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Krieger-Ehrenzeichen in Eisen

War Honor Decoration in Iron, a.k.a. “Bloody Ludwig”

Krieger-Ehrenzeichen in Eisen was instituted on March 03, 1917 by the Grand Duke of Hesse Ernst Ludwig (Großherzog Ernst Ludwig von Hessen, 25.11.1868-09.10.1937) in conjunction with the 25th jubilee of his reign.

Being highest award of the Grand Duchy for exceptional frontline bravery, criteria for decoration with the War Honor Decoration in Iron were quite strict. Thus, contender should have been a Hessian subject as of August 01, 1914; holder of the Prussian Iron Cross 2nd class and Hessian Silver Bravery Medal (Allgemienes Ehrenzeichen für Tapferkeit); frontline soldier or officer for at least two years (including recovery in hospital for less than two months), and last but not least, he should have been wounded during frontline operations. The latter led to the unofficial nickname “Bloody Ludwig” (“Blutiger Ludwig”) given to this award by frontline soldiers. Due to the connection of this decoration to the Bravery Medal sometimes it was qualified as the Hessian Bravery medal 1st class.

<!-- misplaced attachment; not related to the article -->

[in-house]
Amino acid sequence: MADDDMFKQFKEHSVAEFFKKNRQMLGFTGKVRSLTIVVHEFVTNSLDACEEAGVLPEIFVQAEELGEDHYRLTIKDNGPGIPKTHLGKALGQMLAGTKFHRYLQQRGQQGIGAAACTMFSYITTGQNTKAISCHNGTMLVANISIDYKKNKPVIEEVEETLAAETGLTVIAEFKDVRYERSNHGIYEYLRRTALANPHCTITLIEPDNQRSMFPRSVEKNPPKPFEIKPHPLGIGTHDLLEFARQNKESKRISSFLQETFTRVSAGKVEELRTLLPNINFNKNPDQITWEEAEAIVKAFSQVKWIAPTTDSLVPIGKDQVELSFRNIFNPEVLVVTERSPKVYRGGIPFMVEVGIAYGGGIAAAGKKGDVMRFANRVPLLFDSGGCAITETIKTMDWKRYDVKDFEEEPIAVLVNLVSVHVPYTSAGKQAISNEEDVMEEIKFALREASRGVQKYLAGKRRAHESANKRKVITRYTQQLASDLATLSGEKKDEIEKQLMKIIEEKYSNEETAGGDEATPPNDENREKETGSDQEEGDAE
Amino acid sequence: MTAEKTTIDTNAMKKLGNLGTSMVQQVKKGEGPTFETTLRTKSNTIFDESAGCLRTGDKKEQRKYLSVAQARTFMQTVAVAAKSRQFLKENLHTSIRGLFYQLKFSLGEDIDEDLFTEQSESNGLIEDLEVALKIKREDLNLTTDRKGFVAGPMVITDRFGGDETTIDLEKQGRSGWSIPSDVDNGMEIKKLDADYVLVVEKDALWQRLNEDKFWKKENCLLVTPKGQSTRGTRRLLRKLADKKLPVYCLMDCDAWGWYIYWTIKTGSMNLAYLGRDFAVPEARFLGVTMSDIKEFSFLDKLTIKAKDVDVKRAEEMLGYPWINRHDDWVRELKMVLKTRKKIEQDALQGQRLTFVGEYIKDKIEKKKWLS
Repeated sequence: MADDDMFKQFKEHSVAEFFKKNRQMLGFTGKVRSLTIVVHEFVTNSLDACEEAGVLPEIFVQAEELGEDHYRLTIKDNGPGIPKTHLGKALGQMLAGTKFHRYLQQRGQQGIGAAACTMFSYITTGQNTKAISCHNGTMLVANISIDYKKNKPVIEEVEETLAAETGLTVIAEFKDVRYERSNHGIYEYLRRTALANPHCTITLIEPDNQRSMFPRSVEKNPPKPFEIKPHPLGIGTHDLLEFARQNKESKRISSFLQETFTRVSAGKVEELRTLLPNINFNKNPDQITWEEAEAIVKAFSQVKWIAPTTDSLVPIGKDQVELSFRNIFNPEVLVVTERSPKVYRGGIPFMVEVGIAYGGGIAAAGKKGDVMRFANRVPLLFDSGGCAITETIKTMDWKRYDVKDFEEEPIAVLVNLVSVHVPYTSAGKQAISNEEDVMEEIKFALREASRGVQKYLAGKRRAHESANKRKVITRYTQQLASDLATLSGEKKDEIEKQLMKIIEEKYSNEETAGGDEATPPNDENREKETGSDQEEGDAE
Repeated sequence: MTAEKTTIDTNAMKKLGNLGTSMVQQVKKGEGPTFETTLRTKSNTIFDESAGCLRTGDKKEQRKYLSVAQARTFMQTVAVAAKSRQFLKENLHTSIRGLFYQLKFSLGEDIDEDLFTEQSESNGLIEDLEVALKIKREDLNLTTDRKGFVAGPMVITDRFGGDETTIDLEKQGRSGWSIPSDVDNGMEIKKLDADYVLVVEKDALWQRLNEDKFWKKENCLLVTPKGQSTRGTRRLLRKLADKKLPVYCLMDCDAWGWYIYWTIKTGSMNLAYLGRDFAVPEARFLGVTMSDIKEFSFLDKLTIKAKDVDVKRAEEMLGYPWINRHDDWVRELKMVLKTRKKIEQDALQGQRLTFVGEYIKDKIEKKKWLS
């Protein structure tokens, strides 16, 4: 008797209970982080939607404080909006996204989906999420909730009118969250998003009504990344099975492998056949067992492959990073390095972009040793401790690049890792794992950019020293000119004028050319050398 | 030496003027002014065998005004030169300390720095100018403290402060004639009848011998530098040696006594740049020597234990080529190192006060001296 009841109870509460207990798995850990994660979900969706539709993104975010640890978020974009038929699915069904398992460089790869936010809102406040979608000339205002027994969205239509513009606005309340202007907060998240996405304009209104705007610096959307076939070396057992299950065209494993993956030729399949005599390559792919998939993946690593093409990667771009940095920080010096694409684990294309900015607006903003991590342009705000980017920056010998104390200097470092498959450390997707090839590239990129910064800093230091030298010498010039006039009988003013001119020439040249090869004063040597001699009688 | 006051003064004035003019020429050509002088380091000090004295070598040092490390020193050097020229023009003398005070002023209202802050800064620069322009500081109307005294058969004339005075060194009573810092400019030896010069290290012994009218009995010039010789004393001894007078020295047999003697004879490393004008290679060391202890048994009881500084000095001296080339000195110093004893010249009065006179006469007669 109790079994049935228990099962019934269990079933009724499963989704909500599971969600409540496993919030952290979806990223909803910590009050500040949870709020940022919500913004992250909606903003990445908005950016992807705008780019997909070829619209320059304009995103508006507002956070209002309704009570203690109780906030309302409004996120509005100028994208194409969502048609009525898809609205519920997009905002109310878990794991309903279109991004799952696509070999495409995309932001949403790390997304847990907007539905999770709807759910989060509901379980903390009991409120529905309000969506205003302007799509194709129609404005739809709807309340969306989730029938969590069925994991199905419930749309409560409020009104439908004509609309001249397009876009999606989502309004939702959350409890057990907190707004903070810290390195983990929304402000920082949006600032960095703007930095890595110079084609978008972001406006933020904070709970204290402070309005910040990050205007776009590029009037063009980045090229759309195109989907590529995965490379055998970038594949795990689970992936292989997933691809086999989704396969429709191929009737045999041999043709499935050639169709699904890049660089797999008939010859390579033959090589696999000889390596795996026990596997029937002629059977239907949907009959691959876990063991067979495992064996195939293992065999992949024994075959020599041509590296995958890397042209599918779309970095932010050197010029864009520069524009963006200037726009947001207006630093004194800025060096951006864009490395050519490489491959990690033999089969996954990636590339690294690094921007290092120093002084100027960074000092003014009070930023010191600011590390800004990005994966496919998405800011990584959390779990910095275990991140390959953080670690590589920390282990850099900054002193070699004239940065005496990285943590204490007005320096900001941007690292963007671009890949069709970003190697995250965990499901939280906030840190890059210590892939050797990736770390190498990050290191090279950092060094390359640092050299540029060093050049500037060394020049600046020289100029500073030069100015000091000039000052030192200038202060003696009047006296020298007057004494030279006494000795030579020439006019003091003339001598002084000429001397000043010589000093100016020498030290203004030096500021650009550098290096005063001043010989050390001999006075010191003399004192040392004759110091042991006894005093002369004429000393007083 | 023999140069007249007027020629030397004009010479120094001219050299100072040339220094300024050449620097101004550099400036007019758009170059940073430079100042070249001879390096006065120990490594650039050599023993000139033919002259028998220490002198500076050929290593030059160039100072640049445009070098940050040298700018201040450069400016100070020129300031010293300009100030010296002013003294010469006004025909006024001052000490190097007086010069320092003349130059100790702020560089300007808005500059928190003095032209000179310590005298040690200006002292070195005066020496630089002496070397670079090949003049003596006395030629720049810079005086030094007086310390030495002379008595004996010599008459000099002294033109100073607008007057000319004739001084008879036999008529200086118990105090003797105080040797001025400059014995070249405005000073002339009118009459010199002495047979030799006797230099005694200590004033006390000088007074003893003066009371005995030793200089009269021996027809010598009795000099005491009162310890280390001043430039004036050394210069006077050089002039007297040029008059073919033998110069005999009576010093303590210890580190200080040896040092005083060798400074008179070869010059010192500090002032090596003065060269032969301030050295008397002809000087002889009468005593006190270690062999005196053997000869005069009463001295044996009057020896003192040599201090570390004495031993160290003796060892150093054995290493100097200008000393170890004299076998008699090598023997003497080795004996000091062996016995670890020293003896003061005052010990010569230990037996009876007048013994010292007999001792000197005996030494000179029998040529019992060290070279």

The award had a shape of a wide round laurel wreath topped with a crown of the Grand Duchy and tied at its bottom with a wide ribbon bearing number “25”. Intertwined letters “E” and “L” standing for  the ruler of Hesse Ernst Ludwig .

Krieger-Ehrenzeichen in Eisen measuring 38-39х43-44 mm was worn on the lower left side of a tunic and was attached either by a vertical pin with catching hook soldered to its reverse or by two screws with locking nuts.

Depending on a manufacturer, whose number was nearly twenty, badges differed in size and minor details. They were made of blackened or silvered iron, silver, zinc, copper or brass. Miniatures of Krieger-Ehrenzeichen in Eisen were produced as well.

Approximately 2,000 badges were issued. 

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Krieger Ehrenzeichen in Eisen 1Krieger Ehrenzeichen in Eisen 2